Michael Chang ended Sergi Bruguera‘s reign as French Open champion today, beating the two-time winner 6-4, 7-6(5), 7-6(0) in the semifinals. Chang will play Thomas Muster for the title. Muster, playing the kind of awesome tennis that has made him invincible this year on clay, overwhelmed Yevgeny Kafelnikov 6-4, 6-0, 6-4 in the first semifinal. Bruguera won the tournament the last two years but was seeded only seventh this year, one spot below Chang. And the outcome confirmed the rankings. Chang, who became in the youngest champion in the history of Grand Slams when he won here in 1989 at the age of 17, outlasted the Spaniard in a duel of long rallies from the baseline. Bruguera had won 19 consecutive matches at Roland Garros since losing to Ivan Lendl in the first round of 1992. Chang used one break to win the first set. A trade of breaks in the second forced the set to the tiebreaker, which Chang won on two Bruguera errors, a long backhand and a wide forehand. Twice Bruguera went up a break in the third set, and twice Chang came right back. Serving for the set, Bruguera fell behind 15/40 and dropped his serve, after two weak drop shots that were easily exploited by Chang. The American fought off a break point in the next game and the last two games went with serve. In the tiebreaker, Chang jumped to a 5:0 lead as Bruguera appeared to surrender. He double-faulted and then hit a backhand into the net to lose his crown. Muster simply rolled past Kafelnikov. “I felt like a small mouse against a big elephant,’‘ Kafelnikov said after the short match. “I felt that he is something unusual. I didn’t think that I could beat Thomas. Thomas is something like a wall, he’s unbeatable.” “I’m not unbeatable, I’m just a human being. It takes a lot experience to play a Grand Slam semifinal.” Muster’s lopsided victory extended his streak to 34, the longest since Bjorn Borg’s 34-match run ended in 1980, and it took him to the first Grand Slam final of his career. “One more to go for me, but winning or losing is not going to change my life,” he said. Muster, seeded fifth, was never challenged by Kafelnikov, who ousted an ailing top-ranked Andre Agassi in the quarterfinals. Kafelnikov is often called ‘Kalashnikov,’ after the weapon, by his peers, but Muster had all the big-caliber guns today. He broke for a 2:0 lead and cruised through the first set. He was two sets up before the match was one hour old and before many among the crowd on Center Court had returned from lunch. Kafelnikov, a ninth-seeded 21-year-old Russian playing his first Grand Slam semifinal, tried coming to the net more but even that could not save him. “I stayed on the baseline in the first two sets and it didn’t work. So I tried serve and volley but that didn’t work too well either.” Muster employed his full rang Becker was furious that the match had started at 7:30 p.m. Saturday in dark and wet conditions after a four-hour wait. e of shot – drop shots, lobs, searing forehands, passing backhands. Kafelnikov held his second break point of the match at 4:4 in the third set. The Austrian replied with a brilliant cross-court forehand and then slammed two aces. The rest was a formality and it ended after 1 hour, 23 minutes. “I expected Thomas to beat me but I thought the match could be a little bit longer,” Kafelnikov said.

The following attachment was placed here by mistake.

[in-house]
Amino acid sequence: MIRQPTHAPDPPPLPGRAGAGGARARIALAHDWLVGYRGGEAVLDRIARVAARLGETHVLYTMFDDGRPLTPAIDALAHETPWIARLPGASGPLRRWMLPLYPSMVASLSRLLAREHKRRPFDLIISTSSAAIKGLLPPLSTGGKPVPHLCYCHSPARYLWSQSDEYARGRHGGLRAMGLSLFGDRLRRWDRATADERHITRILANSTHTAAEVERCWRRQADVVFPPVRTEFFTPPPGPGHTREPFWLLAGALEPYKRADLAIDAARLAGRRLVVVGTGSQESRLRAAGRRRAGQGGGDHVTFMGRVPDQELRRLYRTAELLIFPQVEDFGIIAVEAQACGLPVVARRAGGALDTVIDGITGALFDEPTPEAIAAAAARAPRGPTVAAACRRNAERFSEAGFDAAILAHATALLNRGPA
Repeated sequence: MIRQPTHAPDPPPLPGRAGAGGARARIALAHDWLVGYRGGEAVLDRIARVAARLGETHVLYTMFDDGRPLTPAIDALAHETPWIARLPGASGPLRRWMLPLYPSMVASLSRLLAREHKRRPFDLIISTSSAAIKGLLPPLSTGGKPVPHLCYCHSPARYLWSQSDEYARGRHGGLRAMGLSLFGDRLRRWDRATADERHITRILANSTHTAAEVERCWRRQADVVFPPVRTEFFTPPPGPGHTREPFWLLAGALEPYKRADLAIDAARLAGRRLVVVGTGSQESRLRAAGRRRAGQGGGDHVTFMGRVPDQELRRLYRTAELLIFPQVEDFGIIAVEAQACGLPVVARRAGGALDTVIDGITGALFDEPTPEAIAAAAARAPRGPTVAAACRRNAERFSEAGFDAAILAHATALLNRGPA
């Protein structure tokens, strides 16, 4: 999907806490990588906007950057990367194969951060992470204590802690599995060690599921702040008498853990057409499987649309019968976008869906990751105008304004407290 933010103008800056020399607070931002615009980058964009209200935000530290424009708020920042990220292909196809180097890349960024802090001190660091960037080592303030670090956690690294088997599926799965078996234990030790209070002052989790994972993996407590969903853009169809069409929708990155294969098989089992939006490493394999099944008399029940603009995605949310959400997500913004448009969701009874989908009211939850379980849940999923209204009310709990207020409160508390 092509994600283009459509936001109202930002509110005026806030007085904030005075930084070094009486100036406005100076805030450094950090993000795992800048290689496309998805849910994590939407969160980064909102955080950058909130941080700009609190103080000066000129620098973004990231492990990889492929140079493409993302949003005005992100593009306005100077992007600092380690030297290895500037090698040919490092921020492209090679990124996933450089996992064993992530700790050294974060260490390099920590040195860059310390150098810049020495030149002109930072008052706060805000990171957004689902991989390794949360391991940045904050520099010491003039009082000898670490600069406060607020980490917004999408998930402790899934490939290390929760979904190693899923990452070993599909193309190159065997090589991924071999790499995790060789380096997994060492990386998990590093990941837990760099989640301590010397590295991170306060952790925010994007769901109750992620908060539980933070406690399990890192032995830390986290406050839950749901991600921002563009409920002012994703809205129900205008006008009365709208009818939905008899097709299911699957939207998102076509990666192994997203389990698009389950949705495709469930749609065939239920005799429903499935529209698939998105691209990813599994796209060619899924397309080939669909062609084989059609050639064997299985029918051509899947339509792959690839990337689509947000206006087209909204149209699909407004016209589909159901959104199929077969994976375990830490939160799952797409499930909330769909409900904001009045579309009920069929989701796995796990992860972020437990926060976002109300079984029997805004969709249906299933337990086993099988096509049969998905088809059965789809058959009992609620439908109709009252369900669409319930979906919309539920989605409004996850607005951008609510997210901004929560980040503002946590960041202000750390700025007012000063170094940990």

Final: David Crary